decided: June 30, 1965.
Appeal from decree of Orphans' Court of Berks County, No. 56230 of 1964, in re estate of Hattie L. Fick, deceased.
H. Ober Hess, with him Benjamin R. Neilson, Carl F. Mogel, and Ballard, Spahr, Andrews & Ingersoll, for appellant.
Donald F. Spang, with him R. Joseph Merkel, and Merkel, Spang & Martin, for appellees.
Bell, C. J., Musmanno, Jones, Cohen, Eagen, O'Brien and Roberts, JJ. Opinion by Mr. Chief Justice Bell.
[ 418 Pa. Page 353]
Daniel J. Fick, testatrix's son, who was the residuary legatee of testatrix's original lawyer-drawn will dated January 28, 1957, appeals from the Decree of the Orphans' Court which involved the interpretation of a holographic paper written by his mother, Hattie L. Fick. The appellant contends this holographic paper dated April 25 or May 22, 1963, was a will which, by implication, revoked his mother's will of 1957.*fn* Whether this 1963 holographic paper was a will, or a codicil, or merely a letter of directions to her attorney to draw a new will for her, is the principal question involved in this case. For undisclosed reasons, only a "copy fair" of the holographic paper was probated or printed.
In the field of wills, the most difficult problem is the determination of whether a holographic paper is a will, or a codicil, or neither, and if a will or codicil, the interpretation of such a writing. Mrs. Fick's holographic paper presents an unusually difficult problem. Some of its terms are uncertain and some are ambiguous or equivocal, some are confusing, some are inexplicable
[ 418 Pa. Page 354]
and some appear to be merely incoherent ramblings. It was addressed to her lawyer, Joe Merkle. It was dated April 25, 1963 and it was signed by Hattie L. Fick, May 22, 1963.*fn**
Translating Mrs. Fick's paper into intelligible and clear language, we believe this is what the paper said:
"Joe Merkle, please draw my will to provide for the following:
I give my sister, Lulu E. Weisner, $1,000 for helping me clean house. Nancy Fick Delp Phyllis M. Fick Waghonast shall have only $1.00 apiece because Phyllis was not at my house for 14 years and Nancy was there about four times. I give my son all my residuary estate for his life with power of consumption, and what is unconsumed I give to my grandson, Daniel L. Fick. I give nothing to Mabe Nancy Phyllis who is left by my will, which is in my bank, $500. The paper which I left for Mary Young is no good and should be torn up. (We believe this refers to and was intended to revoke the $500 she gave Mary Young in the paper in her safe deposit box in the bank.) I give Kenneth Fick $1.00. My son shall continue to be trustee of the money I left those grandchildren because he is already trustee for them under my lawyer-drawn will."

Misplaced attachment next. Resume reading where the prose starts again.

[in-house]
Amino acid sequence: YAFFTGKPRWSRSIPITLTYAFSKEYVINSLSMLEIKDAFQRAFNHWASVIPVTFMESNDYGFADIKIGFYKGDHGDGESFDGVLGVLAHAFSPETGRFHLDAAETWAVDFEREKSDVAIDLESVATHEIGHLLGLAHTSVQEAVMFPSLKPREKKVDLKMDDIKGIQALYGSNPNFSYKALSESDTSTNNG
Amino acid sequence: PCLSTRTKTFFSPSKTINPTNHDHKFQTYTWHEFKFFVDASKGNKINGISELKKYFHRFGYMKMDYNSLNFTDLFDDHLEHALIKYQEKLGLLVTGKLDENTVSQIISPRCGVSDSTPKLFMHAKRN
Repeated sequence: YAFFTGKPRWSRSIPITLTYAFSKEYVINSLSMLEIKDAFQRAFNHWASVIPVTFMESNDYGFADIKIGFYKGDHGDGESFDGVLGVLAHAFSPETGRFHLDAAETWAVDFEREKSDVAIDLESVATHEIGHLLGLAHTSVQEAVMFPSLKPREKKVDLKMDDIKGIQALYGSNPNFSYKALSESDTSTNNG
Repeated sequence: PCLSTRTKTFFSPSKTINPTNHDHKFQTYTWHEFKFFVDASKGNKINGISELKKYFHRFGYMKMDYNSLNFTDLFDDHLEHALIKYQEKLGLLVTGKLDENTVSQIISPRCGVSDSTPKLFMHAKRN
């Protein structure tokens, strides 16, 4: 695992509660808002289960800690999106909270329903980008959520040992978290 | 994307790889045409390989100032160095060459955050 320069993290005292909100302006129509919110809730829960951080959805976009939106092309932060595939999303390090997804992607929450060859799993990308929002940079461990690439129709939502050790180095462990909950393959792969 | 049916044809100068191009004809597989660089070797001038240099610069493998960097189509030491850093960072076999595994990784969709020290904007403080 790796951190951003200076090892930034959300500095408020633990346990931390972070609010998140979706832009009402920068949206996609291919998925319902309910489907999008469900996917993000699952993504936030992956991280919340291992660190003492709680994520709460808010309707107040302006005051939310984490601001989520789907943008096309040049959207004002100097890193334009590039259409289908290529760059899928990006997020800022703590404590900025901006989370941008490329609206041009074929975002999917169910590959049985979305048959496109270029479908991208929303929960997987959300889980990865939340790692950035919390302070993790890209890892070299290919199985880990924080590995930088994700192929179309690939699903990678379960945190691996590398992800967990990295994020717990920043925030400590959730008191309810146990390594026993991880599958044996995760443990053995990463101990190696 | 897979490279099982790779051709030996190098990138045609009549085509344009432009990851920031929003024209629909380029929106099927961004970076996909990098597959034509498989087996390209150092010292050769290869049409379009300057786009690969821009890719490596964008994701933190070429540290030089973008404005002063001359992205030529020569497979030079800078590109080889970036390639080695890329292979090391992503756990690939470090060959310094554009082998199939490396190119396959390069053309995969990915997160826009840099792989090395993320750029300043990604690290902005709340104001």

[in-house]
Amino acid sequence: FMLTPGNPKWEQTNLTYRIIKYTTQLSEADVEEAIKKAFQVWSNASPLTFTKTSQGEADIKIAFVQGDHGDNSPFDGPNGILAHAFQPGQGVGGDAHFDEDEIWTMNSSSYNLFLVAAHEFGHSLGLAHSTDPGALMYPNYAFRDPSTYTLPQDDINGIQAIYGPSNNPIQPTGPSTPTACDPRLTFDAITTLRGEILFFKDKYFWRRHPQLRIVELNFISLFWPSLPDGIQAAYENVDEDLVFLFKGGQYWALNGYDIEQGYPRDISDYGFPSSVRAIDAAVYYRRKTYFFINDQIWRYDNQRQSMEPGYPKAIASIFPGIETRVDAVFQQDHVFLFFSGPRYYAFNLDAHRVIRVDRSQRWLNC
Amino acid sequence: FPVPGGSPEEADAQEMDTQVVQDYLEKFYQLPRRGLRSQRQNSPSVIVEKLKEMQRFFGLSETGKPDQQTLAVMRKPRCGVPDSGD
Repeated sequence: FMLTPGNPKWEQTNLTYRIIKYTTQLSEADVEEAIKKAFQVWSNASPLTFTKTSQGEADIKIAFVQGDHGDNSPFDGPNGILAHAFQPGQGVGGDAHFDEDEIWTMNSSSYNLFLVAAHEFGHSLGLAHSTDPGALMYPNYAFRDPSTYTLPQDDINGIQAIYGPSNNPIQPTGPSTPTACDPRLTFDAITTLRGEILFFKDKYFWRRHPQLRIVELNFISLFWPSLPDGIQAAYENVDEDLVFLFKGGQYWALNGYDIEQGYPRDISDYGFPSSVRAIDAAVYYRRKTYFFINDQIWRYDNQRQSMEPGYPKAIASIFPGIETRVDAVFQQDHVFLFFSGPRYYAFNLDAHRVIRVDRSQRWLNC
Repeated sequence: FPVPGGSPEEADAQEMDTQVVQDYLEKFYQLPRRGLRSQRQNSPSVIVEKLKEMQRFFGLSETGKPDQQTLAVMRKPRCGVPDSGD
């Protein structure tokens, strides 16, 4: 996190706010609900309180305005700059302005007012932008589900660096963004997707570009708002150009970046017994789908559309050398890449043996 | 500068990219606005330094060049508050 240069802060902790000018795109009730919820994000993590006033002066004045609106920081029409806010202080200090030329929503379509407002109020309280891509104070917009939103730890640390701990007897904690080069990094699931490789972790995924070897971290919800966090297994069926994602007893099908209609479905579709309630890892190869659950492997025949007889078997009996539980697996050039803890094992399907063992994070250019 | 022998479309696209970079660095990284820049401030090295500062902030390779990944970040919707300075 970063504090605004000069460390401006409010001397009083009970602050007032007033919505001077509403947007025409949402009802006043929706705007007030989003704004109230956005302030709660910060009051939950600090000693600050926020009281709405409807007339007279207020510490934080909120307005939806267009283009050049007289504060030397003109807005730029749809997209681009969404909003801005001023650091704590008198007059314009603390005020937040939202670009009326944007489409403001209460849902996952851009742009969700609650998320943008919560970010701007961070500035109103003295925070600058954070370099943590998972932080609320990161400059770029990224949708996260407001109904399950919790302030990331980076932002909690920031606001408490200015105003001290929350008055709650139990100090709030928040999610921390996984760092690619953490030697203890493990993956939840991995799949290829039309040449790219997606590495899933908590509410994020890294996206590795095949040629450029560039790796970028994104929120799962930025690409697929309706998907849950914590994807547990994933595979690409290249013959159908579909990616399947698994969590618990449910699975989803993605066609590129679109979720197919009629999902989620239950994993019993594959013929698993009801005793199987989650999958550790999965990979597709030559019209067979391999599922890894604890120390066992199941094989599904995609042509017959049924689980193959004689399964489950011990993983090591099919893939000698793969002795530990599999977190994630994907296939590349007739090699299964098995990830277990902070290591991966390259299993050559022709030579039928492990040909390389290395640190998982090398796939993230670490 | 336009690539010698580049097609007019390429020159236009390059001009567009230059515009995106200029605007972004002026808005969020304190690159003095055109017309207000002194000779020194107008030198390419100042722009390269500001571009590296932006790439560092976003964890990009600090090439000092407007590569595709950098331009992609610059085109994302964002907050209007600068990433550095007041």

Did Hattie L. Fick intend this holographic paper to be her will, or a codicil, or merely a direction to her attorney, Joe Merkle, to redraw her will and make the changes above mentioned? If the latter, it would not be a will or codicil, and non constat Mrs. Fick would have signed it if it had been redrawn. The devises and legacies given in Mrs. Fick's lawyer-drawn will of January 28, 1957 and the legacies given in her holographic paper of April 25 or May 22, 1963, were quite different.
[ 418 Pa. Page 355]
The lower Court did not definitely decide whether the holographic paper of 1963 was a will or a codicil,**fn** but did say that, if testamentary, it was a codicil which was ambiguous and equivocal and subject to several interpretations, and was not a complete disposition of all of testatrix's property.
If a testator intends to make a testamentary gift, it can be done in many ways and in many forms, and the intent, as we have often said, is the polestar. Papers -- holographic and otherwise -- have been sustained as wills where a testamentary disposition of property was clearly contained in a letter or a deed or a certificate of deposit or a power of attorney or an agreement or a check or a note or an assignment, and even in a letter of instructions to an attorney where it was later proved that the writer intended such letter to be a will: Thompson Will, 375 Pa. 193, 100 A.2d 69; Sciutti Estate, 371 Pa. 536, 92 A.2d 188; Kauffman Will, 365 Pa. 555, 76 A.2d 414; Gray Will, 365 Pa. 411, 76 A.2d 169; Sando Will, 362 Pa. 1, 66 A.2d 312; Wenz's Estate, 345 Pa. 393, 29 A.2d 13; Glass' Estate, 331 Pa. 561, 1 A.2d 239; Smith's Estate, 308 Pa. 265, 162 Atl. 214; Bingaman's Estate, 281 Pa. 497, 127 Atl. 73; Kimmel's Estate, 278 Pa. 435, 123 Atl. 405; Davis's Estate, 275 Pa. 126, 118 Atl. 645; Coulter v. Shelmadine, 204 Pa. 120, 53 Atl. 638; Harrison's Estate, 196 Pa. 576, 46 Atl. 888; Scott's Estate, 147 Pa. 89, 23 Atl. 212; Knox's Estate, 131 Pa. 220, 18 Atl. 1021; Fosselman v. Elder, 98 Pa. 159; Turner v. Scott, 51 Pa. 126; Rose v. Quick, 30 Pa. 225. While these cases have gone very far to support a finding or interpretation that a testamentary gift was intended, they all go on the premise that the
[ 418 Pa. Page 356]
decedent clearly evidenced an intent to make a testamentary gift.
It is extremely doubtful whether Hattie L. Fick intended this 1963 paper to be her will or codicil, or indeed whether it was signed at the end thereof as required by Section 2 of the Wills Act of 1947, P. L. 89, 20 PS § 180.2. We believe this ambiguous paper was merely a direction to her lawyer, Joe Merkle, to draw up as best he could from this obscure and rambling paper, a new will.
Decree affirmed, each party to pay own costs.